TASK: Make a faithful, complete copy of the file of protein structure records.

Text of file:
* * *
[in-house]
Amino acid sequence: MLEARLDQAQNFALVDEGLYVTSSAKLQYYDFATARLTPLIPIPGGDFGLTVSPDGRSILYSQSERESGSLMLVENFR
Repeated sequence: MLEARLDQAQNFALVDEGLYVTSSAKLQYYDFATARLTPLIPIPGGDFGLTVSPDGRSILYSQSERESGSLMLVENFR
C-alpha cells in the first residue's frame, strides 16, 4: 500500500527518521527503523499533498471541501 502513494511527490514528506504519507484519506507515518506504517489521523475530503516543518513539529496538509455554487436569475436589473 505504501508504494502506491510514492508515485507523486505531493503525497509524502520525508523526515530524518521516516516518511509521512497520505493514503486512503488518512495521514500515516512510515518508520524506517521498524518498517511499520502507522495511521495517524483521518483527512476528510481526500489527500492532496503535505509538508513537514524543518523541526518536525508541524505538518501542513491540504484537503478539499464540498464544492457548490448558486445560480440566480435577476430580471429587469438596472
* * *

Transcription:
[in-house]
Amino acid sequence: MLEARLDQAQNFALVDEGLYVTSSAKLQYYDFATARLTPLIPIPGGDFGLTVSPDGRSILYSQSERESGSLMLVENFR
Repeated sequence: MLEARLDQAQNFALVDEGLYVTSSAKLQYYDFATARLTPLIPIPGGDFGLTVSPDGRSILYSQSERESGSLMLVENFR
C-alpha cells in the first residue's frame, strides 16, 4: 500500500527518521527503523499533498471541501 502513494511527490514528506504519507484519506507515518506504517489521523475530503516543518513539529496538509455554487436569475436589473 505504501508504494502506491510514492508515485507523486505531493503525497509524502520525508523526515530524518521516516516518511509521512497520505493514503486512503488518512495521514500515516512510515518508520524506517521498524518498517511499520502507522495511521495517524483521518483527512476528510481526500489527500492532496503535505509538508513537514524543518523541526518536525508541524505538518501542513491540504484537503478539499464540498464544492457548490448558486445560480440566480435577476430580471429587469438596472